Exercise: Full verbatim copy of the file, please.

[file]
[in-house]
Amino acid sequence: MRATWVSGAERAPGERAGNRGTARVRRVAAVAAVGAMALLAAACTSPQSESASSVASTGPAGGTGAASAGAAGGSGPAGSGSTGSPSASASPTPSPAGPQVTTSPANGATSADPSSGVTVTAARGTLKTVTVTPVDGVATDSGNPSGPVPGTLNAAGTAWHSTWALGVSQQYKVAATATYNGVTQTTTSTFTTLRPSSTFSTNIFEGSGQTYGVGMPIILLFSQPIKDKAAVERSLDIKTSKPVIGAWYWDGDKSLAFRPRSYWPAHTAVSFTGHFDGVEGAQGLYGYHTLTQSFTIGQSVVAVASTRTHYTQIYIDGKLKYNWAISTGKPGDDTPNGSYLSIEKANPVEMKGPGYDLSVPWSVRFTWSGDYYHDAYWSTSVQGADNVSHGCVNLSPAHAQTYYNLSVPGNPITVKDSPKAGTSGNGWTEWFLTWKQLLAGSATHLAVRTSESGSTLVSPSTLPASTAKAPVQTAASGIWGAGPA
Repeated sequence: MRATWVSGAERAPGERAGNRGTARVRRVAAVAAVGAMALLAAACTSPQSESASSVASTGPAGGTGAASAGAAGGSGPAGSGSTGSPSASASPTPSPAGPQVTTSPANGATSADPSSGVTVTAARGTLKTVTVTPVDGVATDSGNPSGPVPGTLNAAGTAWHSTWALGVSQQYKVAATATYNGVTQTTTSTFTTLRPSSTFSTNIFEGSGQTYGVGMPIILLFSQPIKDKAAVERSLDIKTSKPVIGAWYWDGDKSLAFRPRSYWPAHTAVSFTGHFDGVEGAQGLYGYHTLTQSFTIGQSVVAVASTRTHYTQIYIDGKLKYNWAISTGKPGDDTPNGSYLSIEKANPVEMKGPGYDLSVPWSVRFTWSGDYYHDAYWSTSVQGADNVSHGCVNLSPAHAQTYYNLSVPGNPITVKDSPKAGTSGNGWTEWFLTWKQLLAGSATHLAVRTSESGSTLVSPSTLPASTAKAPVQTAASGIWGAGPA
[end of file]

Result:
[in-house]
Amino acid sequence: MRATWVSGAERAPGERAGNRGTARVRRVAAVAAVGAMALLAAACTSPQSESASSVASTGPAGGTGAASAGAAGGSGPAGSGSTGSPSASASPTPSPAGPQVTTSPANGATSADPSSGVTVTAARGTLKTVTVTPVDGVATDSGNPSGPVPGTLNAAGTAWHSTWALGVSQQYKVAATATYNGVTQTTTSTFTTLRPSSTFSTNIFEGSGQTYGVGMPIILLFSQPIKDKAAVERSLDIKTSKPVIGAWYWDGDKSLAFRPRSYWPAHTAVSFTGHFDGVEGAQGLYGYHTLTQSFTIGQSVVAVASTRTHYTQIYIDGKLKYNWAISTGKPGDDTPNGSYLSIEKANPVEMKGPGYDLSVPWSVRFTWSGDYYHDAYWSTSVQGADNVSHGCVNLSPAHAQTYYNLSVPGNPITVKDSPKAGTSGNGWTEWFLTWKQLLAGSATHLAVRTSESGSTLVSPSTLPASTAKAPVQTAASGIWGAGPA
Repeated sequence: MRATWVSGAERAPGERAGNRGTARVRRVAAVAAVGAMALLAAACTSPQSESASSVASTGPAGGTGAASAGAAGGSGPAGSGSTGSPSASASPTPSPAGPQVTTSPANGATSADPSSGVTVTAARGTLKTVTVTPVDGVATDSGNPSGPVPGTLNAAGTAWHSTWALGVSQQYKVAATATYNGVTQTTTSTFTTLRPSSTFSTNIFEGSGQTYGVGMPIILLFSQPIKDKAAVERSLDIKTSKPVIGAWYWDGDKSLAFRPRSYWPAHTAVSFTGHFDGVEGAQGLYGYHTLTQSFTIGQSVVAVASTRTHYTQIYIDGKLKYNWAISTGKPGDDTPNGSYLSIEKANPVEMKGPGYDLSVPWSVRFTWSGDYYHDAYWSTSVQGADNVSHGCVNLSPAHAQTYYNLSVPGNPITVKDSPKAGTSGNGWTEWFLTWKQLLAGSATHLAVRTSESGSTLVSPSTLPASTAKAPVQTAASGIWGAGPA